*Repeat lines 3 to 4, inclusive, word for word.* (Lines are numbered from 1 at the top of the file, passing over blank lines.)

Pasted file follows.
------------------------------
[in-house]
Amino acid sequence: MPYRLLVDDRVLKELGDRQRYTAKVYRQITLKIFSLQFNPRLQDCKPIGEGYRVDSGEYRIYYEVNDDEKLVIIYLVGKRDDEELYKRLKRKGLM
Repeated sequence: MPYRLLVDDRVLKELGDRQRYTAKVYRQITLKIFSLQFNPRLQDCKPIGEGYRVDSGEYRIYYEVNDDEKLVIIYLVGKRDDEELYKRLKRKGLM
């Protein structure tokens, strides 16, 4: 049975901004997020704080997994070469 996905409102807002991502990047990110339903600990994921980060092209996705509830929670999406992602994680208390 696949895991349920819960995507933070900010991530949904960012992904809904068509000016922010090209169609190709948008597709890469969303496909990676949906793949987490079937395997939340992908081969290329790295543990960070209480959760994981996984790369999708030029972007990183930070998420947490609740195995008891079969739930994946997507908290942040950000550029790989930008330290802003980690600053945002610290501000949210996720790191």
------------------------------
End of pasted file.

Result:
Repeated sequence: MPYRLLVDDRVLKELGDRQRYTAKVYRQITLKIFSLQFNPRLQDCKPIGEGYRVDSGEYRIYYEVNDDEKLVIIYLVGKRDDEELYKRLKRKGLM
């Protein structure tokens, strides 16, 4: 049975901004997020704080997994070469 996905409102807002991502990047990110339903600990994921980060092209996705509830929670999406992602994680208390 696949895991349920819960995507933070900010991530949904960012992904809904068509000016922010090209169609190709948008597709890469969303496909990676949906793949987490079937395997939340992908081969290329790295543990960070209480959760994981996984790369999708030029972007990183930070998420947490609740195995008891079969739930994946997507908290942040950000550029790989930008330290802003980690600053945002610290501000949210996720790191």